Hareshaw Lin & coins in trees

Poetry & Writing

At the weekend, we went up to Hareshaw Lin in Bellingham for a walk. It was lovely exploring this northwestern corner of Northumberland, following the short walk (less than two miles), along the ruins of a former iron foundry on the North River Tyne, to a waterfall (the Lin, in Old English). On our route, we noticed something unusual…

A tree stump (and fallen trunk, behind) with hundreds of coins inserted into the bark

Hundreds of coins inserted into the small slits of the bark of fallen trees. I noticed it in a few sidelong tree stumps, but it was most obvious on this large fallen tree and nearby stump (see above). I have no idea why this tradition started, but some of the coins look very well weathered, and I expect have been there for several years.

The waterfall itself was beautiful, a small oasis of it’s own within the woods (see below). Several younger people were diving into the pool at it’s base. Judging by how long it took them to resurface after diving, it must be quite deep in it’s centre, although there appears to be a lip of rocks around the pool’s circumference.

Hareshaw Lin – the word ‘Lin’ means ‘Waterfall’ in Old English

The foundry appears to have been washed away by a flood in the early years of the 20th century, and several more rocks swept downstream in a further flood in the 1960’s. The large stones which remain (many were taken to be used for local buildings) jut out the water to create numerous miniature weirs alongside our walking route. It’s a lovely spot, but was rather busy when we went, possibly because people see it as a good outdoor location in these socially distant times. Still, there are many worse ways to spend a Saturday afternoon…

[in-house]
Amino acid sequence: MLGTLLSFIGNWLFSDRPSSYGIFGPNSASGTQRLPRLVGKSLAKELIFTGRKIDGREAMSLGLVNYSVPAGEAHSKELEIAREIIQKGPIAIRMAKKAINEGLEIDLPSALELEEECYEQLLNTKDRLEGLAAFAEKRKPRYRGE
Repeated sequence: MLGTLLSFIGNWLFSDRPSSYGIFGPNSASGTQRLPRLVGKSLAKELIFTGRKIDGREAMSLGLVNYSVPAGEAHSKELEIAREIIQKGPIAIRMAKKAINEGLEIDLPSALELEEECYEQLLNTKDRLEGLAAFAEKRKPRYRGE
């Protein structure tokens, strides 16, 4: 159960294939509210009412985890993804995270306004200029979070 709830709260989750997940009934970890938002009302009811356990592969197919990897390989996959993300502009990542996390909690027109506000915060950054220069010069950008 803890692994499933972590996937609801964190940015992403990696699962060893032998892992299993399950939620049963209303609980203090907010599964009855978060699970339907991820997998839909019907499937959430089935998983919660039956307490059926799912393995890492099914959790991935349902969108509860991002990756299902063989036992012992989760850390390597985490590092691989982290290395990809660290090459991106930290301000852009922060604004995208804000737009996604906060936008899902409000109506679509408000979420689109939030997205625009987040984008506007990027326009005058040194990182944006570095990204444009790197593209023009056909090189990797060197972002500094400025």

Black Lives Matter. No ifs, no buts.

Advice & Tips

We live in uncertain and challenging times.

It’s probably been hard to escape the news of George Floyd’s horrific murder in May this year, and the worldwide protests it has inspired.

Although the #BlackLivesMatter movement has been running for several years, it has certainly gained momentum. Perhaps half the world being in lockdown made sure we didn’t miss anything this time, as another unjust killing of a person of colour scrolled by on our new feed yet again…

As a white person, it’s worth recognising the (possibly unconscious) bias inherent in the system, which – despite a far from privileged upbringing – may well have provided me with a leg up from time to time.

How can we change this? Perhaps I’m not the best person to ask. Here’s an article by Dazed which explains how to be a better ally. It’s an important read, which features the main points summarised below:

  • Think twice before sharing violent videos
  • Confront racism when you see it
  • Take action
  • Acknowledge your privilege
  • Practice social distancing*

(*this final point comes because BAME people are more likely to contract or die from COVID19, the Corona virus still sweeping around the globe this summer)

I wholeheartedly encourage you to read the original article from Dazed in full. There’s also this longer article from Gal Dem, which is run and contributed to entirely by women of colour, which explains how non-white people of colour can help to dismantle anti-blackness.

Please read and share these articles.

Will anything change? Companies and trade bodies are in the stage of self-examination. The Musicians Union and British Association for Music Therapy are both looking at how they can do better. It’s our job to keep the pressure up until tangible changes start to become manifest.

Apart from that, ask lots of questions. Be curious. And most importantly, be kind.